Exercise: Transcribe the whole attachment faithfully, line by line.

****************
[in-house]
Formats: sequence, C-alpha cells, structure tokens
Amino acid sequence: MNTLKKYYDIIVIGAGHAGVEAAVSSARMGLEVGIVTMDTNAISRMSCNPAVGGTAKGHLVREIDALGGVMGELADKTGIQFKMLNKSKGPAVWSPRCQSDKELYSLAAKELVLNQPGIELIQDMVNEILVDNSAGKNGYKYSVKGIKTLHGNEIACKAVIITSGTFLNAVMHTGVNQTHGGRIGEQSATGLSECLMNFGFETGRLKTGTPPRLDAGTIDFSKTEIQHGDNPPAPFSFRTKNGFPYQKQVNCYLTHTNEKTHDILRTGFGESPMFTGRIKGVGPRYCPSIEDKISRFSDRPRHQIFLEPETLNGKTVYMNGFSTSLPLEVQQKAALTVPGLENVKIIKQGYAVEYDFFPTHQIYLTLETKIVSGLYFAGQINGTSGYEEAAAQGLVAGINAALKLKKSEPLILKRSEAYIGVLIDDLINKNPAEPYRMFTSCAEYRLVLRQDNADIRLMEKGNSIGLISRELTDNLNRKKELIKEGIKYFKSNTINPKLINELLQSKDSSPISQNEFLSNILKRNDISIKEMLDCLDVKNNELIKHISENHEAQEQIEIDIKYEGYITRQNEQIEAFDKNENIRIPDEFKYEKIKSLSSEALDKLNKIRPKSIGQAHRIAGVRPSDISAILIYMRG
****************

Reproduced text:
[in-house]
Formats: sequence, C-alpha cells, structure tokens
Amino acid sequence: MNTLKKYYDIIVIGAGHAGVEAAVSSARMGLEVGIVTMDTNAISRMSCNPAVGGTAKGHLVREIDALGGVMGELADKTGIQFKMLNKSKGPAVWSPRCQSDKELYSLAAKELVLNQPGIELIQDMVNEILVDNSAGKNGYKYSVKGIKTLHGNEIACKAVIITSGTFLNAVMHTGVNQTHGGRIGEQSATGLSECLMNFGFETGRLKTGTPPRLDAGTIDFSKTEIQHGDNPPAPFSFRTKNGFPYQKQVNCYLTHTNEKTHDILRTGFGESPMFTGRIKGVGPRYCPSIEDKISRFSDRPRHQIFLEPETLNGKTVYMNGFSTSLPLEVQQKAALTVPGLENVKIIKQGYAVEYDFFPTHQIYLTLETKIVSGLYFAGQINGTSGYEEAAAQGLVAGINAALKLKKSEPLILKRSEAYIGVLIDDLINKNPAEPYRMFTSCAEYRLVLRQDNADIRLMEKGNSIGLISRELTDNLNRKKELIKEGIKYFKSNTINPKLINELLQSKDSSPISQNEFLSNILKRNDISIKEMLDCLDVKNNELIKHISENHEAQEQIEIDIKYEGYITRQNEQIEAFDKNENIRIPDEFKYEKIKSLSSEALDKLNKIRPKSIGQAHRIAGVRPSDISAILIYMRG